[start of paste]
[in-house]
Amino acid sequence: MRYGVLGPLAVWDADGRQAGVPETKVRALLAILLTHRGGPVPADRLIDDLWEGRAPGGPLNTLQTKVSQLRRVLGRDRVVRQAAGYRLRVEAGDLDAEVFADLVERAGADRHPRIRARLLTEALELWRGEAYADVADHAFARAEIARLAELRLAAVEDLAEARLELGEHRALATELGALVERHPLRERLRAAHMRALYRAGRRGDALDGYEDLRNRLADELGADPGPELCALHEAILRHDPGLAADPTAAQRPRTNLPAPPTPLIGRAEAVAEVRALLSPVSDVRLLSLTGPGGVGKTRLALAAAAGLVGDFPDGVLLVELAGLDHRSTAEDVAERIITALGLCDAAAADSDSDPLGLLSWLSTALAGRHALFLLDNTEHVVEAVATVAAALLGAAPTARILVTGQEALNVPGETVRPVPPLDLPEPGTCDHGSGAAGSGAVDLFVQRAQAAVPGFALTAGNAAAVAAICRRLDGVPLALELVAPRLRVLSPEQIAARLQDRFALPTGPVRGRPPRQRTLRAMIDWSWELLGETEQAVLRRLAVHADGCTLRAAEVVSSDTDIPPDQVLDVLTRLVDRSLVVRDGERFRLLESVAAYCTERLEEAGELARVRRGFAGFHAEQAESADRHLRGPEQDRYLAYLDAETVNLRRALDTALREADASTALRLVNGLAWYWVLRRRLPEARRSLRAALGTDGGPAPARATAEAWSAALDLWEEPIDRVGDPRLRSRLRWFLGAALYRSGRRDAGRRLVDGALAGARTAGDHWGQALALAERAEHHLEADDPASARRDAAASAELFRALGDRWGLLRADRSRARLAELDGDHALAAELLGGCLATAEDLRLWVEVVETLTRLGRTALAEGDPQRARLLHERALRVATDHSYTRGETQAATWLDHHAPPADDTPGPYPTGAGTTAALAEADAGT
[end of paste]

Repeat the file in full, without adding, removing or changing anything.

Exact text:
[in-house]
Amino acid sequence: MRYGVLGPLAVWDADGRQAGVPETKVRALLAILLTHRGGPVPADRLIDDLWEGRAPGGPLNTLQTKVSQLRRVLGRDRVVRQAAGYRLRVEAGDLDAEVFADLVERAGADRHPRIRARLLTEALELWRGEAYADVADHAFARAEIARLAELRLAAVEDLAEARLELGEHRALATELGALVERHPLRERLRAAHMRALYRAGRRGDALDGYEDLRNRLADELGADPGPELCALHEAILRHDPGLAADPTAAQRPRTNLPAPPTPLIGRAEAVAEVRALLSPVSDVRLLSLTGPGGVGKTRLALAAAAGLVGDFPDGVLLVELAGLDHRSTAEDVAERIITALGLCDAAAADSDSDPLGLLSWLSTALAGRHALFLLDNTEHVVEAVATVAAALLGAAPTARILVTGQEALNVPGETVRPVPPLDLPEPGTCDHGSGAAGSGAVDLFVQRAQAAVPGFALTAGNAAAVAAICRRLDGVPLALELVAPRLRVLSPEQIAARLQDRFALPTGPVRGRPPRQRTLRAMIDWSWELLGETEQAVLRRLAVHADGCTLRAAEVVSSDTDIPPDQVLDVLTRLVDRSLVVRDGERFRLLESVAAYCTERLEEAGELARVRRGFAGFHAEQAESADRHLRGPEQDRYLAYLDAETVNLRRALDTALREADASTALRLVNGLAWYWVLRRRLPEARRSLRAALGTDGGPAPARATAEAWSAALDLWEEPIDRVGDPRLRSRLRWFLGAALYRSGRRDAGRRLVDGALAGARTAGDHWGQALALAERAEHHLEADDPASARRDAAASAELFRALGDRWGLLRADRSRARLAELDGDHALAAELLGGCLATAEDLRLWVEVVETLTRLGRTALAEGDPQRARLLHERALRVATDHSYTRGETQAATWLDHHAPPADDTPGPYPTGAGTTAALAEADAGT